Ancient Egypt : Color of life – Slavery

Thanks to Hollywood, many people still believe that the ancient Egyptians utilized vast armies of slaves to build the pyramids. This view is based in part on the biblical account in Exodus of the Jewish people being held in bondage in Egypt. However ancient Egyptian slavery was very different from the more familiar types of slaves found in Greece, Rome, or the pre-Civil War United States.

Egyptian slaves were known as Hem, but they were not completely under the domination and control of masters. Instead, Egyptian slaves were persons who had lessened rights and were dedicated to service. One could find oneself a slave through debt bondage, capture in war, or several other situations that resulted in reduced status. However, many slaves had better and more comfortable lives that free peasants who worked the land. In addition, it was considered a moral duty to treat slaves well. Some slaves were even freed by their masters and went on to live as free peasants.

Originally, hemu (plural of hem) were restricted to temples and royal households, but over the course of Egyptian history they became more widespread throughout society. During the Old Kingdom (2575-2150 BCE), the first private individuals owned slaves. By the Middle Kingdom (1975-1640 BCE), slaves were being imported from Asia.

As for the pyramids, however, they were not the result of Hollywood’s vision of massive slave armies pulling blocks up the sides of the pyramids. Instead, free Egyptian peasants are believed to have built the pyramids during the months when they could not grow grain in exchange for food from the Pharaoh’s reserves of grain. Oddly enough, slaves of the royal household may well have been supervising the free peasant laborers!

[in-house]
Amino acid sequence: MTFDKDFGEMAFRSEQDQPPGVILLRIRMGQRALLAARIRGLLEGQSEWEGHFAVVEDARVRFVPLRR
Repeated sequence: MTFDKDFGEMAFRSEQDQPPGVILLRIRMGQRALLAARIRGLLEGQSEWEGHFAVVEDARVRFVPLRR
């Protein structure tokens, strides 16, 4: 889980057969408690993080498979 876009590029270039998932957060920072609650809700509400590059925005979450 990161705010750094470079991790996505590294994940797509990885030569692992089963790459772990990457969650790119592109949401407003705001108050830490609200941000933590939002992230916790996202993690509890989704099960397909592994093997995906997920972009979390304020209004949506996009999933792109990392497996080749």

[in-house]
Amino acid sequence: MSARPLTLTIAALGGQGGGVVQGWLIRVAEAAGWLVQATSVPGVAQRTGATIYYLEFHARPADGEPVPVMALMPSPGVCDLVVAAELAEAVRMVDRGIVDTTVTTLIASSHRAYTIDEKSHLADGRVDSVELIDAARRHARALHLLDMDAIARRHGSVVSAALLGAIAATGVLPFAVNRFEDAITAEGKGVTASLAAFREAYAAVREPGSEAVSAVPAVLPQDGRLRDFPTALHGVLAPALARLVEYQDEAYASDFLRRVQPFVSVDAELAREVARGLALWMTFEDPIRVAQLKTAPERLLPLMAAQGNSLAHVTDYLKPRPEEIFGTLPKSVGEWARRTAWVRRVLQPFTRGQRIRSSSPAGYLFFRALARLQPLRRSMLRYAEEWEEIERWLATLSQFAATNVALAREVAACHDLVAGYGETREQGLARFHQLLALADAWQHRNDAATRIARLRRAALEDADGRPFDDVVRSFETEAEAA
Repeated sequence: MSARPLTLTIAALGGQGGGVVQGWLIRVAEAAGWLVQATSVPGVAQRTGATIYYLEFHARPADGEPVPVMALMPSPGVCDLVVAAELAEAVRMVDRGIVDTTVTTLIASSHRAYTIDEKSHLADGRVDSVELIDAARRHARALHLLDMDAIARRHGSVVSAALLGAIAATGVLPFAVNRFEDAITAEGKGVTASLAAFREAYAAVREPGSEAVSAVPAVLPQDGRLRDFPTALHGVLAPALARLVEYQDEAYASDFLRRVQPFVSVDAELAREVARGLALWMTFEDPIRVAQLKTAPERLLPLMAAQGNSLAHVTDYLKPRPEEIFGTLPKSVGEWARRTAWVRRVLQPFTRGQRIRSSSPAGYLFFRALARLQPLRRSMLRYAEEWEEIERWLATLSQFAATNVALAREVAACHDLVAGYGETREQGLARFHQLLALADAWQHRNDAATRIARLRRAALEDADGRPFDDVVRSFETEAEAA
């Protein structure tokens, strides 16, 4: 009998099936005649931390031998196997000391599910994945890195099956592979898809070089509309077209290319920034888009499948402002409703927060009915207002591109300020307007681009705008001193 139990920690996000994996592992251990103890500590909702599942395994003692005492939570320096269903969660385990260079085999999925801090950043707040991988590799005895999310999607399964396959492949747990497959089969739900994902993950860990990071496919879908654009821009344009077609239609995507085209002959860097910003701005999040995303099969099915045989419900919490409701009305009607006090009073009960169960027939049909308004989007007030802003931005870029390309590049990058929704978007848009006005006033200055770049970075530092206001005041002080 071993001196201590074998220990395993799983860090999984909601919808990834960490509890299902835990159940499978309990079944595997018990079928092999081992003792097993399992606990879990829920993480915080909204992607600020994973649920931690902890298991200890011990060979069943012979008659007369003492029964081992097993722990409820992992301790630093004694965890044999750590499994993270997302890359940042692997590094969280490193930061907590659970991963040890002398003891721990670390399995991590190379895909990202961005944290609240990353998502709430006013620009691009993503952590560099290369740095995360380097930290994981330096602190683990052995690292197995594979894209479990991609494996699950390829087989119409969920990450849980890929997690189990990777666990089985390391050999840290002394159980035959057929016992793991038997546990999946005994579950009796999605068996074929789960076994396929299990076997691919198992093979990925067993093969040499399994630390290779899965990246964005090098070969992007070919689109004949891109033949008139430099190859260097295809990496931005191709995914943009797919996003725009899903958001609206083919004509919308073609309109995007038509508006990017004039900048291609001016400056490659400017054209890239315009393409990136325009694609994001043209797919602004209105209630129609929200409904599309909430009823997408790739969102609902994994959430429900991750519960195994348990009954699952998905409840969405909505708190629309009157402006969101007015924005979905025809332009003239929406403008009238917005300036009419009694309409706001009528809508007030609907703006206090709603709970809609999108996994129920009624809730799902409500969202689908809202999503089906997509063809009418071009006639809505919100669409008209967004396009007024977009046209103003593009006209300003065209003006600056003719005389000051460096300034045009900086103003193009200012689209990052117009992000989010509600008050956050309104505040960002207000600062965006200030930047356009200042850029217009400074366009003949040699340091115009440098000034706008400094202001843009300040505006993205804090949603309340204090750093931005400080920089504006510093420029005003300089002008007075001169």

The Egyptians worked hard at building the pyramids because they believed they were intimately connected with the realm of the gods. For the ancient Egyptians, the pyramids, the slave system, the royal household—all were part of a divinely-ordained order in which the Egyptians were the center of creation. The pyramids were expressions of the religious belief that the bodies of the dead needed houses of eternity in which to live so that they would be ready for the resurrection, when the soul returned to the body for a new, eternal life.

Ancient Egyptians believed in many gods, and at various times different deities were considered among the most important. One of the most important throughout the centuries was Osiris, the god of death and resurrection, who was believed to preside over the realm of the dead and give the souls of the departed eternal life. His wife was Isis, the goddess associated with mothers, wives, and slaves. Their son Horus became pharaoh and ruled Egypt in its golden age. The most important god in later Ancient Egypt was Amun, the ram-headed king of the gods. In his composite form as Amun-Ra, he was also god of the sun.

Egyptian religion was practiced largely within the temples, large stone structures occupied by priests. Most Egyptians would never enter a temple and would have little contact with the religious ceremonies therein except for the public festivals when statues of the gods would be paraded outside the temple for public viewing. Nevertheless, the Egyptian people felt a strong attachment to their faith and their gods for thousands of years. When the pharaoh Akhenaton (reigned c. 1351-1336 BCE) tried to upend Egyptian religion and declared there was only one god, the sun disc, the priests and common people opposed him, and the old gods were restored.

Egyptian religion would continue for more than a thousand more years, even during the Greek and Roman occupations, until it was replaced by Christianity and then Islam, the religion of most Egyptians today.

For more information on essays about Egypt and Religion, visit